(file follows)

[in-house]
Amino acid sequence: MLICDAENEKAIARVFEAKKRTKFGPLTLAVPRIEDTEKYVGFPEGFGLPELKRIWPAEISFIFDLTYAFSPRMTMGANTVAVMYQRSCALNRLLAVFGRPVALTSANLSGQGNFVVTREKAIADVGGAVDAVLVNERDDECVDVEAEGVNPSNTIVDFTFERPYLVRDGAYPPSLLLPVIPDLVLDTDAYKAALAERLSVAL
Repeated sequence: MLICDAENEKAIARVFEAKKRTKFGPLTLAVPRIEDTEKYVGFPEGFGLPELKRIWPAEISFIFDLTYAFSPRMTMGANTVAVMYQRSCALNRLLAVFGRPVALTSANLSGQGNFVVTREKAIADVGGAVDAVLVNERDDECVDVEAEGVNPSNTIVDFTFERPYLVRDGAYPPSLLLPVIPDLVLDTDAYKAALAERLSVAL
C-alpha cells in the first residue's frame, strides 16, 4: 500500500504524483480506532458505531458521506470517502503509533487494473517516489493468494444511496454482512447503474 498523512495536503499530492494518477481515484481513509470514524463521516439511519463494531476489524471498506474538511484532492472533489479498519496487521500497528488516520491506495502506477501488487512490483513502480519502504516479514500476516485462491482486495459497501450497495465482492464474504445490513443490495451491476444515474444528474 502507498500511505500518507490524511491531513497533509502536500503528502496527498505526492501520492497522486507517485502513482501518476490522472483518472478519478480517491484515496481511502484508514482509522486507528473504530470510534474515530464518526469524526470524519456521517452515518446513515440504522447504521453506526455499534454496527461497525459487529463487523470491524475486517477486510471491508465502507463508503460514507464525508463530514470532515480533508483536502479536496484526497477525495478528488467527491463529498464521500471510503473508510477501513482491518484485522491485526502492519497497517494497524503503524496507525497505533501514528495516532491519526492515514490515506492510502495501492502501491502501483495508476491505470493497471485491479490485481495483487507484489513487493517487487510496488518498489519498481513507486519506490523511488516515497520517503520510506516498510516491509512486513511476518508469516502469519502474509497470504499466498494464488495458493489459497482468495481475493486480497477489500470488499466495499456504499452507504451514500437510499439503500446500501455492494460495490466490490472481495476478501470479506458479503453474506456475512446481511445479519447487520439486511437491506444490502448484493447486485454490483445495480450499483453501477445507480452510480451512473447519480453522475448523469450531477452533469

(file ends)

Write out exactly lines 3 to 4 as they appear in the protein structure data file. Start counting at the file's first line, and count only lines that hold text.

Repeated sequence: MLICDAENEKAIARVFEAKKRTKFGPLTLAVPRIEDTEKYVGFPEGFGLPELKRIWPAEISFIFDLTYAFSPRMTMGANTVAVMYQRSCALNRLLAVFGRPVALTSANLSGQGNFVVTREKAIADVGGAVDAVLVNERDDECVDVEAEGVNPSNTIVDFTFERPYLVRDGAYPPSLLLPVIPDLVLDTDAYKAALAERLSVAL
C-alpha cells in the first residue's frame, strides 16, 4: 500500500504524483480506532458505531458521506470517502503509533487494473517516489493468494444511496454482512447503474 498523512495536503499530492494518477481515484481513509470514524463521516439511519463494531476489524471498506474538511484532492472533489479498519496487521500497528488516520491506495502506477501488487512490483513502480519502504516479514500476516485462491482486495459497501450497495465482492464474504445490513443490495451491476444515474444528474 502507498500511505500518507490524511491531513497533509502536500503528502496527498505526492501520492497522486507517485502513482501518476490522472483518472478519478480517491484515496481511502484508514482509522486507528473504530470510534474515530464518526469524526470524519456521517452515518446513515440504522447504521453506526455499534454496527461497525459487529463487523470491524475486517477486510471491508465502507463508503460514507464525508463530514470532515480533508483536502479536496484526497477525495478528488467527491463529498464521500471510503473508510477501513482491518484485522491485526502492519497497517494497524503503524496507525497505533501514528495516532491519526492515514490515506492510502495501492502501491502501483495508476491505470493497471485491479490485481495483487507484489513487493517487487510496488518498489519498481513507486519506490523511488516515497520517503520510506516498510516491509512486513511476518508469516502469519502474509497470504499466498494464488495458493489459497482468495481475493486480497477489500470488499466495499456504499452507504451514500437510499439503500446500501455492494460495490466490490472481495476478501470479506458479503453474506456475512446481511445479519447487520439486511437491506444490502448484493447486485454490483445495480450499483453501477445507480452510480451512473447519480453522475448523469450531477452533469